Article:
• 'Where are you from?', (my answer: London), 'no, like where are your parents from?' (my answer: my mum's from China and my dad's from Hong Kong)

  • Your parents want you to be the perfect grade - A student
  • Your parents only want you to become a lawyer, doctor (curse you Grey's Anatomy, ER, no not really), accountant, IT person, and not become an actor, singer, dancer, artist

  • Being given a dumb Asian nickname by your parents
  • Your parents judge your boyfriend, girlfriend, husband, wife or friends because they are a different race or ethnicity to you
  • Your parents only want you to marry a person, who is the same race as you and thus, don't want you to marry a Black, White, Latino person 
  • Going to a family reunion and barely knowing anyone there
  • Not knowing how to speak your native language well
  • Experiencing native Asians picking on you because you are were not born in an Asian country, technically meaning you're not 'Asian enough'
  • You can't dress up as a superhero for Halloween or fancy dress without being an Asian Superman, Captain America or Wonder Woman
  • Being asked if you know math(s) and to help them with their math(s) homework

  • Your parents buy you only Jade - related jewellery, bracelets and bangles, earrings and necklaces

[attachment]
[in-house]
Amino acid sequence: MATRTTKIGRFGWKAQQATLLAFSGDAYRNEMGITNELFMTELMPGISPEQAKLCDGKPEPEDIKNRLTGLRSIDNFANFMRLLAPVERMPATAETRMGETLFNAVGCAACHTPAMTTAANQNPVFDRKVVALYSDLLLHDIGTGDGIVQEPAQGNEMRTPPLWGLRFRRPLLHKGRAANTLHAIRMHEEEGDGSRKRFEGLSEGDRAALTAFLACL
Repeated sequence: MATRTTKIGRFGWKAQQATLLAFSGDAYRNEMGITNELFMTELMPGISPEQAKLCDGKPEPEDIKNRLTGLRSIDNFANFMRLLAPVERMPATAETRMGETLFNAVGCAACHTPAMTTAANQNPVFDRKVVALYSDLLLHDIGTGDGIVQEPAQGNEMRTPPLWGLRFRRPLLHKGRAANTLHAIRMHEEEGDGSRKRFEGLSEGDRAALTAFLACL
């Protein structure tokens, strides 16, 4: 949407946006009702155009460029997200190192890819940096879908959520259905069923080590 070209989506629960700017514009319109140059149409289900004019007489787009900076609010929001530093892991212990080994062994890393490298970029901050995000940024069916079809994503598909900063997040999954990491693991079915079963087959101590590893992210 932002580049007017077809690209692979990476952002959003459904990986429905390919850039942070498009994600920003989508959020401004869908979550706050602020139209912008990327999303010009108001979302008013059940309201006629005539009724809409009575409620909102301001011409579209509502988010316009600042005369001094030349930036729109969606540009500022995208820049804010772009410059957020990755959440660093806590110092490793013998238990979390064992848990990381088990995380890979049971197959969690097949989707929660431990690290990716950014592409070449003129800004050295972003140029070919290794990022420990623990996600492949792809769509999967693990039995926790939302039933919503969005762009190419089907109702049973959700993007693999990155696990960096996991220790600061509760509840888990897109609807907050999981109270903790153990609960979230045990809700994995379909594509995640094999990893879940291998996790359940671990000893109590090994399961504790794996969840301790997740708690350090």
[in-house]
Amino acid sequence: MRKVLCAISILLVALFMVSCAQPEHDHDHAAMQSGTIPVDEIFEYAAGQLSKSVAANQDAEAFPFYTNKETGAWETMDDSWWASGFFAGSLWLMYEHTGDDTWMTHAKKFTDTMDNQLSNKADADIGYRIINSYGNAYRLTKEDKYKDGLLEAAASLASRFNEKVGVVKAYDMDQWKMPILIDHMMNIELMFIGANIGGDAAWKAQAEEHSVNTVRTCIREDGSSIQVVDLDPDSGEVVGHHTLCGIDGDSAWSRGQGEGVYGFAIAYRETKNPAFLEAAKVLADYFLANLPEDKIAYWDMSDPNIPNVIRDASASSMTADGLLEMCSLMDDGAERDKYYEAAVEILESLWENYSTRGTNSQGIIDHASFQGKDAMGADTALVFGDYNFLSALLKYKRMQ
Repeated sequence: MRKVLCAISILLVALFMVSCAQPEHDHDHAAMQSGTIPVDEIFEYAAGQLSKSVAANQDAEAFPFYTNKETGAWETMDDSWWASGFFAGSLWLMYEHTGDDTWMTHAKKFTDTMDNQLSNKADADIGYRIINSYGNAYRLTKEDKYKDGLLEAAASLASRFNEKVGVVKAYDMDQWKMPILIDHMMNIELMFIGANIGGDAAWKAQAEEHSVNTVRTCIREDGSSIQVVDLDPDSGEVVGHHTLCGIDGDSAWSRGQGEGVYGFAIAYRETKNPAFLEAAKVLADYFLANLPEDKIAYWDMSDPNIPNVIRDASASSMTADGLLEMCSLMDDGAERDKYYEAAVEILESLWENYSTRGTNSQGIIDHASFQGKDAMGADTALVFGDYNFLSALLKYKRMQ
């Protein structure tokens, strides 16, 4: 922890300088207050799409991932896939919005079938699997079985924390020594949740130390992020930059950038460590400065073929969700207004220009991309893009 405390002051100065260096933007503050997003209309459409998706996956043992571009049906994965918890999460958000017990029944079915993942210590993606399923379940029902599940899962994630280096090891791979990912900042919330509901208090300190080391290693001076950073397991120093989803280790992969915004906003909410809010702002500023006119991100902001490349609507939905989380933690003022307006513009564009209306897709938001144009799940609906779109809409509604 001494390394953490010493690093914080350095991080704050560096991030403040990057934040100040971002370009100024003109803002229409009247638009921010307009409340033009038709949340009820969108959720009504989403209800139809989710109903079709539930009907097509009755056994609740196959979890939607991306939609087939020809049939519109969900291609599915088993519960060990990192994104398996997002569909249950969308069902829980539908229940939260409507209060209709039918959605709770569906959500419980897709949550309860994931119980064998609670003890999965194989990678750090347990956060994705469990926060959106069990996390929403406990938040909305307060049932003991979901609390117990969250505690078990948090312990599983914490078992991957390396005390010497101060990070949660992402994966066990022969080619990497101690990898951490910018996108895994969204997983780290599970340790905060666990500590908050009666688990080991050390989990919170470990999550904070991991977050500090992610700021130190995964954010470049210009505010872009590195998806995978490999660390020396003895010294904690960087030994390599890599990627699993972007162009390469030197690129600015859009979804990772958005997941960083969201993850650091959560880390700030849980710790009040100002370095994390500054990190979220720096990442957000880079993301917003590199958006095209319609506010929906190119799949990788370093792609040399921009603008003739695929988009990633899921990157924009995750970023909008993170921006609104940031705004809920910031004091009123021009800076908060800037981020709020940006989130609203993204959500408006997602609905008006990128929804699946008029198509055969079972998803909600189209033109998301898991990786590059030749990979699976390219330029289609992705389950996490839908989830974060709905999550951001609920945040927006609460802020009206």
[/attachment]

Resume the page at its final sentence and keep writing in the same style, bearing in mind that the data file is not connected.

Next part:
• If you are of Chinese origin, people ask if you are Japanese (I get this all the time) & vice - versa with Japanese, Korean
  • 'What type of Asian are you?' - actually, it's good they ask of this, as they are asking a specific question which deserves a specific answer
  • Asians eat dogs - I don't. Never have done and never will
  • Being asked to read or write Chinese, Japanese, Korean and yet you can't - I can't read Chinese
  • 'How do you say (enter a phrase or saying) in Chinese, Japanese etc?'
  • You must be good at karaoke - I like a sing-a-long, but I wouldn't go on American Idol or X Factor or become a singer 
  • Being labelled submissive or passive and not being able to answer back  
  • 'You Asians are so smart' #1 - yet this doesn't account for say, the lack of positive Asian representations and characters appearing in the media, movies and TV